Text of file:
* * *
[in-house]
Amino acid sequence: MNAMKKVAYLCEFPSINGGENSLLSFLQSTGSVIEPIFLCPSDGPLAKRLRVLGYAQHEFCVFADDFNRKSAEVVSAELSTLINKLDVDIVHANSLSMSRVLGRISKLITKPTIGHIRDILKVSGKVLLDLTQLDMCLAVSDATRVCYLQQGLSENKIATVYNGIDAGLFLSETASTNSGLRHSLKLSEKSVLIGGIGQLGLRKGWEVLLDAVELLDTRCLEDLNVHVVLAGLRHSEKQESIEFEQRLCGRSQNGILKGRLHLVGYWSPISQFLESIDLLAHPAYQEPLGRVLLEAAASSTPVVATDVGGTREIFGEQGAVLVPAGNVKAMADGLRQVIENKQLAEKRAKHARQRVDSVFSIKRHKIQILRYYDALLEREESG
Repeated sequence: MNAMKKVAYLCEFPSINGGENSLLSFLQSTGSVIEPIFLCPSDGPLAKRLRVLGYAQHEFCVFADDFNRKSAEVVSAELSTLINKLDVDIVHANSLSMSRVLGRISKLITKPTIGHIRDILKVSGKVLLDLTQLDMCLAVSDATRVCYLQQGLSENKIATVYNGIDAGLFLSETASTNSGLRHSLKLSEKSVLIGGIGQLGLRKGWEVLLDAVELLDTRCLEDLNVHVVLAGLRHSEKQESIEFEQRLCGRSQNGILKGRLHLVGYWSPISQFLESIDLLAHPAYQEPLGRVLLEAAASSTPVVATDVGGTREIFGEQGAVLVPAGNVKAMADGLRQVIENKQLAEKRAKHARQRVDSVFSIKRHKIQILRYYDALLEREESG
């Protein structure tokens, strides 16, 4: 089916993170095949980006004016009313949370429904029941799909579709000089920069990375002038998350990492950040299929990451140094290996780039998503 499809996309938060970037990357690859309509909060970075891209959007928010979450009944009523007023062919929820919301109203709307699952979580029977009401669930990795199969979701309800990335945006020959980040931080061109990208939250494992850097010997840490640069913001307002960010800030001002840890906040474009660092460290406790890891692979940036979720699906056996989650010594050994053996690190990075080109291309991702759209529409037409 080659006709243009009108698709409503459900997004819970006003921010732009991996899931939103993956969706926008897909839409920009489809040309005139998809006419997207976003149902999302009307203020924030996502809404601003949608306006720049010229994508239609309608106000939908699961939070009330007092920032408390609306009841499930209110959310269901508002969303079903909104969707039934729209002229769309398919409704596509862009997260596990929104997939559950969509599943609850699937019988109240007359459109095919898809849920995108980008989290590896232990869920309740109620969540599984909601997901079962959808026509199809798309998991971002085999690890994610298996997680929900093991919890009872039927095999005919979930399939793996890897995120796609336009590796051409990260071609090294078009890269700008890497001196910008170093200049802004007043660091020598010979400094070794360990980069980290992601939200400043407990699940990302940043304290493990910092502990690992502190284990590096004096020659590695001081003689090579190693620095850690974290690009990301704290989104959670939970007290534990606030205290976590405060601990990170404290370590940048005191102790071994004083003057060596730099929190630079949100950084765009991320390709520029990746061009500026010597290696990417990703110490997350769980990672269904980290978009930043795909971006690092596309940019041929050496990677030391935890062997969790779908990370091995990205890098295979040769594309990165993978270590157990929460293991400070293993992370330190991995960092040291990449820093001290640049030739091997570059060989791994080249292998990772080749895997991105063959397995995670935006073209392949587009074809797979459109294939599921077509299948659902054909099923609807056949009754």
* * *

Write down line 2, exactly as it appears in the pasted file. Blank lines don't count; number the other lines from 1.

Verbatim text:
Amino acid sequence: MNAMKKVAYLCEFPSINGGENSLLSFLQSTGSVIEPIFLCPSDGPLAKRLRVLGYAQHEFCVFADDFNRKSAEVVSAELSTLINKLDVDIVHANSLSMSRVLGRISKLITKPTIGHIRDILKVSGKVLLDLTQLDMCLAVSDATRVCYLQQGLSENKIATVYNGIDAGLFLSETASTNSGLRHSLKLSEKSVLIGGIGQLGLRKGWEVLLDAVELLDTRCLEDLNVHVVLAGLRHSEKQESIEFEQRLCGRSQNGILKGRLHLVGYWSPISQFLESIDLLAHPAYQEPLGRVLLEAAASSTPVVATDVGGTREIFGEQGAVLVPAGNVKAMADGLRQVIENKQLAEKRAKHARQRVDSVFSIKRHKIQILRYYDALLEREESG